Bombay Jayashri returns in this track, for a sombre piece with a very short duration of just one and a half minutes or so. She is supported by Swetha Raj, who I guess, sang the vocal “oh-oh-oh” in the starting, and does it well, imparting the needed soothing and slightly shady tone to the song. Once Bombay Jayashri joins, the song gets even more haunting, with the composition. A continuous cello plays in the background, which makes it even more serious. Lyrics are again, pretty old fashioned. The composition, however, is something that again, doesn’t appeal even after quite a few listens. The best parts of the song are the vocals and the string arrangements.
4. Khoya Hain
Singers ~ Kala Bhairava & Neeti Mohan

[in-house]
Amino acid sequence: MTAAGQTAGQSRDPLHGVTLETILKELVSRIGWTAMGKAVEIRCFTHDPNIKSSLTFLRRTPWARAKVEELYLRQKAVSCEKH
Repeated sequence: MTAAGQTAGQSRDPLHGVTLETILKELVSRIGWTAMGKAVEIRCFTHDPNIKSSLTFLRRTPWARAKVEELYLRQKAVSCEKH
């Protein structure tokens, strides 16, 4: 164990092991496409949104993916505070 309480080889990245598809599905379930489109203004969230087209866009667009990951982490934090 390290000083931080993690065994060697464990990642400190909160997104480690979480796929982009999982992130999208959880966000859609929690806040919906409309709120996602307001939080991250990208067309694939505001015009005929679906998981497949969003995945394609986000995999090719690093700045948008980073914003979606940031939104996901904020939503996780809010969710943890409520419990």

This one starts with entrancing female vocals, and some interesting arrangements consisting of percussion. Then Neeti Mohan starts off the main composition, and you finally develop an interest towards the album again, after those two slightly disappointing tracks. Neeti sings in a high-pitch here, sounding all the more sweet. The composition by Kreem takes absolutely no time to grow on you, and instantly would apeal to you, having wonderful twists and turns and a trademark South Indian stamp on it. (That’s a compliment!) The antara is especially, too awesomely composed. The hook sounds like it has a slightly Westernized yet dominantly Hindustani tune. The backing vocals that join in the hook, which is either Sanskrit or Telugu, are hauntingly charming as well. Neeti sounds extremely angelic in the song, thanks to wonderful programming on top of her already sugary voice. She gets to sing most of the song, the remaining part sung by a male singer, Kala Bhairava, who I’ve heard of for the first time. Anyways, his voice is a bit rough than what you would expect for an ideal male singer in a romantic song like this one. Dubbed Lyrics are good, and fit perfectly into the tune, not at all sounding odd anywhere. And now, to talk about the best part of the song — the arrangements!! Beautiful classical instruments have graced this song with their presence. The enchanting sounds of timpani, matkas, santoor, some entrancing techno sounds, flutes and awesome strings occasionally, really leave you spellbound. The percussion makes it sound like a really imposing song. The superiority of the arrangements are just unmatchable! Towards the end, a wholly Sanksrit conclusion to the song increases the divine feeling of it all. Just HEAVENLY!! Ignoring this song, is ignoring some of the best stuff that the album has to offer! #5StarHotelSong!!